I have a potential tenant whos husband is being deployed for up to 12 months this coming September. She wants to move in 1 August. i need to have her husband sign the lease because her income alone will not qualify her for the apartment. I am requesting a letter from his command stating that he will in fact be placed on AD for an extended period, because he does not have a job otherwise. His AD income will be more than enough to cover rental expenses.

  • sailor/marine wife

    I myself am active duty Navy and i just received pcs orders to va. Im currently having issues with my landlord i was not given 30 days notice before i have to report. my landlord wants me to pay for next months rent and i will only be here for one week out of the month do i have to pay for a full month? its not stated in my lease! he asked me to have my husband call him who is active duty marine corps because “he doesn’t want to deal with me” I’ve been very respectful but dont want to pay for that if i dont have to. also he has stated he’s keeping my security deposit whether or not its clean or if there are damages, and he wants to show my apartment b4 i move out… can he legaly do any of this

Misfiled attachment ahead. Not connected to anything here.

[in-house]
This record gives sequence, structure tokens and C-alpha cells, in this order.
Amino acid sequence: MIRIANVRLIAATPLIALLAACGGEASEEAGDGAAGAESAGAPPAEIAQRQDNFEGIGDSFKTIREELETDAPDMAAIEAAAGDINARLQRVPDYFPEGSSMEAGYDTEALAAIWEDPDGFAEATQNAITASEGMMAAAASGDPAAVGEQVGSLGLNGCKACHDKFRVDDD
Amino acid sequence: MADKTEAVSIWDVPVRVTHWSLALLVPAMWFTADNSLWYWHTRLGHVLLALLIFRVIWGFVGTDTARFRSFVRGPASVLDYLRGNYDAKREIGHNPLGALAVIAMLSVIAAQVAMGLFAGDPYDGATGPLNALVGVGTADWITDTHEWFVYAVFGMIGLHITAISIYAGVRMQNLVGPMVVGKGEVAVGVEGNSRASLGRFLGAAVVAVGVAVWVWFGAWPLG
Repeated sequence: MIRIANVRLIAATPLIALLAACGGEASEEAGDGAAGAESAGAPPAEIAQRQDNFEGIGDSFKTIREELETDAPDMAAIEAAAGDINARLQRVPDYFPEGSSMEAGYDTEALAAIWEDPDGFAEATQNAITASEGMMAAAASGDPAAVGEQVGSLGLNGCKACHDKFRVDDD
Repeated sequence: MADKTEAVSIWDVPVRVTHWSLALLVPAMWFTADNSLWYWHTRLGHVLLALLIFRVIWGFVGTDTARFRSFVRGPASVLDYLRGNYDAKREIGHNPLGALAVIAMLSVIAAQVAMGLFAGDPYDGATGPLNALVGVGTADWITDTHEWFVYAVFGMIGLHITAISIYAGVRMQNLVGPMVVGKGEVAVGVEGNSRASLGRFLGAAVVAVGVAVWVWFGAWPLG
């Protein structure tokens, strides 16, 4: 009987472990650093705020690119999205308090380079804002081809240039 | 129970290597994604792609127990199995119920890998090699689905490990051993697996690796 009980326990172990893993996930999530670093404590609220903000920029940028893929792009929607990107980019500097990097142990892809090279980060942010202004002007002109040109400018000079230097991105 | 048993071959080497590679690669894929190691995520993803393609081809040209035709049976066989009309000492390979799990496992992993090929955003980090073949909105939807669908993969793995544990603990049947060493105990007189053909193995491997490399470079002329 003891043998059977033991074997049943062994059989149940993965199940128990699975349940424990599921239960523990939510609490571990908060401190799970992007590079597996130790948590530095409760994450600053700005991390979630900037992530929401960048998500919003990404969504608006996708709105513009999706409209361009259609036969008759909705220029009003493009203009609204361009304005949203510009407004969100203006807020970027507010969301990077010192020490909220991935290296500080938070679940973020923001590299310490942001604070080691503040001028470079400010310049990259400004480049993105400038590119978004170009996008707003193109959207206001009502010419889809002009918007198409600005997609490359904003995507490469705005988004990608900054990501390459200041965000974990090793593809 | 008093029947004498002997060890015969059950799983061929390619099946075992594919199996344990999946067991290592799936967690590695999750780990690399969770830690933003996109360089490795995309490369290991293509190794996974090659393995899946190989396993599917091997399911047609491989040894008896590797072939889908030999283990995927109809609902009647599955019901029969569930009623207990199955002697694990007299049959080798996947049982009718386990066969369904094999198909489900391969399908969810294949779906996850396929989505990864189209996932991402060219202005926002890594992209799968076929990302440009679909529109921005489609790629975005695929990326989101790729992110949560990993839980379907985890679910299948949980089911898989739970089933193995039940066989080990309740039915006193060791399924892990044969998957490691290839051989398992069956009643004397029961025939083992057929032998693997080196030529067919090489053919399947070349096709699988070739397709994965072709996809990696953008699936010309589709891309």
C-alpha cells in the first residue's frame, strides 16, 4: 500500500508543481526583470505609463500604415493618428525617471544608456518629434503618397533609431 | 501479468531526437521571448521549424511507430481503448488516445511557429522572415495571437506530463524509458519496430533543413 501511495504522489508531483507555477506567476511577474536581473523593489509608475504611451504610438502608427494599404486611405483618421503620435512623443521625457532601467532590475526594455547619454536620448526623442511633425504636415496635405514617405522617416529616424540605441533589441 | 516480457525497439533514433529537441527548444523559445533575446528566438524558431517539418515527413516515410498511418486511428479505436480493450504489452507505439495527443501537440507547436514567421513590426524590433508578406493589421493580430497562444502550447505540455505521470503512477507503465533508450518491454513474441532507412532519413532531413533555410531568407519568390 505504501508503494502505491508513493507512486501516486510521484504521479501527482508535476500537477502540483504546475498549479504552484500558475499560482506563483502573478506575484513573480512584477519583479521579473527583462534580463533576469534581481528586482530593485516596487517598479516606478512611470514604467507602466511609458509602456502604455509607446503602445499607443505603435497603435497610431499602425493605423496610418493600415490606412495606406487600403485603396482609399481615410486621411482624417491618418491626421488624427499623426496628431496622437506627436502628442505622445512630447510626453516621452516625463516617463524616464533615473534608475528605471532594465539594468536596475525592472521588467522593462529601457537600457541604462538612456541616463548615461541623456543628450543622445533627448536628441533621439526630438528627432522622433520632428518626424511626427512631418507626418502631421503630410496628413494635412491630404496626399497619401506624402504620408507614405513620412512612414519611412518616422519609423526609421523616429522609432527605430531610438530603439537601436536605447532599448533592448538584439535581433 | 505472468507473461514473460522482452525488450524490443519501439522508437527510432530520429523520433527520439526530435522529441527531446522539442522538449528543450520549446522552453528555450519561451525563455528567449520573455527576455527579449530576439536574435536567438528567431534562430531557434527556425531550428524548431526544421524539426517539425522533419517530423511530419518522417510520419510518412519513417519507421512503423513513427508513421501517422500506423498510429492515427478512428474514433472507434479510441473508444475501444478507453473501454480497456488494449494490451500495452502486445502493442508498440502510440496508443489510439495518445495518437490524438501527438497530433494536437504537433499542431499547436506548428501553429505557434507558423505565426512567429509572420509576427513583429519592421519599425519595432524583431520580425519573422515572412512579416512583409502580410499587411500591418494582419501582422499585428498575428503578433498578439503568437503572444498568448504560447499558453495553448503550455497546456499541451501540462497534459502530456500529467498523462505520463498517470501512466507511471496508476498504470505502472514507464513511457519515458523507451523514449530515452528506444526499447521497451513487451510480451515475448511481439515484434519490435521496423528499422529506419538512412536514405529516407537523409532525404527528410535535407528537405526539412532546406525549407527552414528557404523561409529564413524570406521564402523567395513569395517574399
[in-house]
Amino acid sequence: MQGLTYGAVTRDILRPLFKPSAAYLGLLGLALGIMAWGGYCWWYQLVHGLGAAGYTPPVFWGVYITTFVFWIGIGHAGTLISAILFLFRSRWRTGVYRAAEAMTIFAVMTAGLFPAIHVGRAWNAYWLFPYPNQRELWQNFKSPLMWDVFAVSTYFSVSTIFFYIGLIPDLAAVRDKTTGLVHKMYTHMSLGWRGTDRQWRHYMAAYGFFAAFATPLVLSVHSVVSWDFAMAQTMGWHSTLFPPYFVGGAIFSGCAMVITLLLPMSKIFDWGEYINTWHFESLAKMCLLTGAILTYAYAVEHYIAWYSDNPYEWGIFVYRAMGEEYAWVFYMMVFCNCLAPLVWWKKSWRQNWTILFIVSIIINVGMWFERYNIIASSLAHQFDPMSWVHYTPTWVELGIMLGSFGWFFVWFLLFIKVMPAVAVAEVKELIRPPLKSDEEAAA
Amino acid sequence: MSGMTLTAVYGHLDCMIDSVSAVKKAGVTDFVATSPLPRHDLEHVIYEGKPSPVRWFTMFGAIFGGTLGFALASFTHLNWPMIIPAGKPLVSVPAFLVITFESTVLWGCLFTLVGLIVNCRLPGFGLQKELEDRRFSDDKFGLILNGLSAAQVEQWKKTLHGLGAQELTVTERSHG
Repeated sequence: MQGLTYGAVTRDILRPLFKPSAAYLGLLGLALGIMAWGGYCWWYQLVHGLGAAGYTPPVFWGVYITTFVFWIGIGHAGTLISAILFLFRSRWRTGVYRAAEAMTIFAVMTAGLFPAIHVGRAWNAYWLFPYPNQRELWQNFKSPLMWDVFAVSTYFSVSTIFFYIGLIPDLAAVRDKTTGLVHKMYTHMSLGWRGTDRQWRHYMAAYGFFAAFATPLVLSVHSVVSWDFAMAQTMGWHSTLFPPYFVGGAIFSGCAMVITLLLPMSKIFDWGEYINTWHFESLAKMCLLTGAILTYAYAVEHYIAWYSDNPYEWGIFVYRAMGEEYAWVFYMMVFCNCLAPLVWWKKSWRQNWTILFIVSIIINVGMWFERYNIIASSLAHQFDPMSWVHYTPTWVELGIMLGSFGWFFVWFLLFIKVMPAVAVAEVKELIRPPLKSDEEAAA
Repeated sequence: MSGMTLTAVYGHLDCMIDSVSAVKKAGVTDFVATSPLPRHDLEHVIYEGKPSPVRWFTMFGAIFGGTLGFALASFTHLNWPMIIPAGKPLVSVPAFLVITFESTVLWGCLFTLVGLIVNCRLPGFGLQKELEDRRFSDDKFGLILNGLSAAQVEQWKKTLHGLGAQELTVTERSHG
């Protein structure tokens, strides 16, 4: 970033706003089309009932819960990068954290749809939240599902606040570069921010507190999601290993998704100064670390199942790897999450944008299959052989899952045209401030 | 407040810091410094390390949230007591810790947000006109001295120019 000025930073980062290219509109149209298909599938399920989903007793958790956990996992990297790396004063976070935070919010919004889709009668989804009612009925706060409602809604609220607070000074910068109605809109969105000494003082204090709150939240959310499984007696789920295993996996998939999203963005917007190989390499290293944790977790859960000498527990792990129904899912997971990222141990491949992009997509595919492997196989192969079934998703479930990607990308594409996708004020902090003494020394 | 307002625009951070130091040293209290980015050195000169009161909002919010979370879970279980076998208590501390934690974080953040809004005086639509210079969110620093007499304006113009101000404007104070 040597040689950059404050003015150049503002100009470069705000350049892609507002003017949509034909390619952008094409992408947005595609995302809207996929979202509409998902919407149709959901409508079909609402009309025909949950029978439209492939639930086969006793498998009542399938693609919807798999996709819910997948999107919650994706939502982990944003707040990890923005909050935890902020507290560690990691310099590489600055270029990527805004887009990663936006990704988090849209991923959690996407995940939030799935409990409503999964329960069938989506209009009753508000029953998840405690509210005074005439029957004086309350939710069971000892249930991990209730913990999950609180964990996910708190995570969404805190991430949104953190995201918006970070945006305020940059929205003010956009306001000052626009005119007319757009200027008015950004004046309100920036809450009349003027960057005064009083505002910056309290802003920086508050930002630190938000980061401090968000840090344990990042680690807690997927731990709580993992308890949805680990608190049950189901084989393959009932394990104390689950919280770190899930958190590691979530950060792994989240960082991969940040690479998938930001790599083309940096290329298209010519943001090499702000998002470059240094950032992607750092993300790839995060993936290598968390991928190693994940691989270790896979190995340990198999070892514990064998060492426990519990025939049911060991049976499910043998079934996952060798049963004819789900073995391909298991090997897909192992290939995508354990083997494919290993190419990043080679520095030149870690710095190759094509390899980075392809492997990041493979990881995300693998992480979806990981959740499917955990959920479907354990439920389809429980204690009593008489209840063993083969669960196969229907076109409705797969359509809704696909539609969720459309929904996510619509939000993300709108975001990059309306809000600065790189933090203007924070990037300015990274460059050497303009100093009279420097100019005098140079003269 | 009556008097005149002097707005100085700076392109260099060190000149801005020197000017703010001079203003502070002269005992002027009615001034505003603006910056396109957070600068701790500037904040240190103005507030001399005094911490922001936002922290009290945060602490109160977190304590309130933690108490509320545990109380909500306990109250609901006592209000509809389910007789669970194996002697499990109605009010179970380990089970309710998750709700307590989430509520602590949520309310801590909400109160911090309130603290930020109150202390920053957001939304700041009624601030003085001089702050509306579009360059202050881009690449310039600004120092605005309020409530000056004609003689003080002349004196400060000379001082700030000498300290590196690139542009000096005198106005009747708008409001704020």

• KateKashman

      Sailor, if there is no specific military clause in your lease, then you are covered by the protections of the SCRA. Under the SCRA, you may terminate your lease, with written notification, 30 days after the next rent due date. Depending on what day of the month your rent is due, that could be as much as one day short of two entire months.